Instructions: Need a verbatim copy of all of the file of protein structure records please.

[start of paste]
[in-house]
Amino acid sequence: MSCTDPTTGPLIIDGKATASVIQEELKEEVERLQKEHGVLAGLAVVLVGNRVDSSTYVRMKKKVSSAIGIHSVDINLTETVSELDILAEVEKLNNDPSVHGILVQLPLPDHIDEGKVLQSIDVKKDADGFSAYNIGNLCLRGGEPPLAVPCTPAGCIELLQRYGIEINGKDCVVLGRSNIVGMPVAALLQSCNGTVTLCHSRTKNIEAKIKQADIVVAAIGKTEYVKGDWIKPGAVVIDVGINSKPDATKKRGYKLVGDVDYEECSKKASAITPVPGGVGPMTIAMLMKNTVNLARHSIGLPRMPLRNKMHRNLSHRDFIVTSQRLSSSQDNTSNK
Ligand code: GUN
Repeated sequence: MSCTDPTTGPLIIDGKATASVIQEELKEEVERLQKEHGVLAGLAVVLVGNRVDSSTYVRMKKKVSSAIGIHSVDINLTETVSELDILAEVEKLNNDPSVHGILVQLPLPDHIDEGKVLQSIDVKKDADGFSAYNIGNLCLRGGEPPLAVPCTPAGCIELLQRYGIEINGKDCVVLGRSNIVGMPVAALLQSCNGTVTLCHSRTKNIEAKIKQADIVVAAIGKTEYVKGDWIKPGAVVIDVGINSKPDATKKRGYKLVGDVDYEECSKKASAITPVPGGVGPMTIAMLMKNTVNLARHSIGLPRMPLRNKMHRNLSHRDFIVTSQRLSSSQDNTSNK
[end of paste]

[in-house]
Amino acid sequence: MSCTDPTTGPLIIDGKATASVIQEELKEEVERLQKEHGVLAGLAVVLVGNRVDSSTYVRMKKKVSSAIGIHSVDINLTETVSELDILAEVEKLNNDPSVHGILVQLPLPDHIDEGKVLQSIDVKKDADGFSAYNIGNLCLRGGEPPLAVPCTPAGCIELLQRYGIEINGKDCVVLGRSNIVGMPVAALLQSCNGTVTLCHSRTKNIEAKIKQADIVVAAIGKTEYVKGDWIKPGAVVIDVGINSKPDATKKRGYKLVGDVDYEECSKKASAITPVPGGVGPMTIAMLMKNTVNLARHSIGLPRMPLRNKMHRNLSHRDFIVTSQRLSSSQDNTSNK
Ligand code: GUN
Repeated sequence: MSCTDPTTGPLIIDGKATASVIQEELKEEVERLQKEHGVLAGLAVVLVGNRVDSSTYVRMKKKVSSAIGIHSVDINLTETVSELDILAEVEKLNNDPSVHGILVQLPLPDHIDEGKVLQSIDVKKDADGFSAYNIGNLCLRGGEPPLAVPCTPAGCIELLQRYGIEINGKDCVVLGRSNIVGMPVAALLQSCNGTVTLCHSRTKNIEAKIKQADIVVAAIGKTEYVKGDWIKPGAVVIDVGINSKPDATKKRGYKLVGDVDYEECSKKASAITPVPGGVGPMTIAMLMKNTVNLARHSIGLPRMPLRNKMHRNLSHRDFIVTSQRLSSSQDNTSNK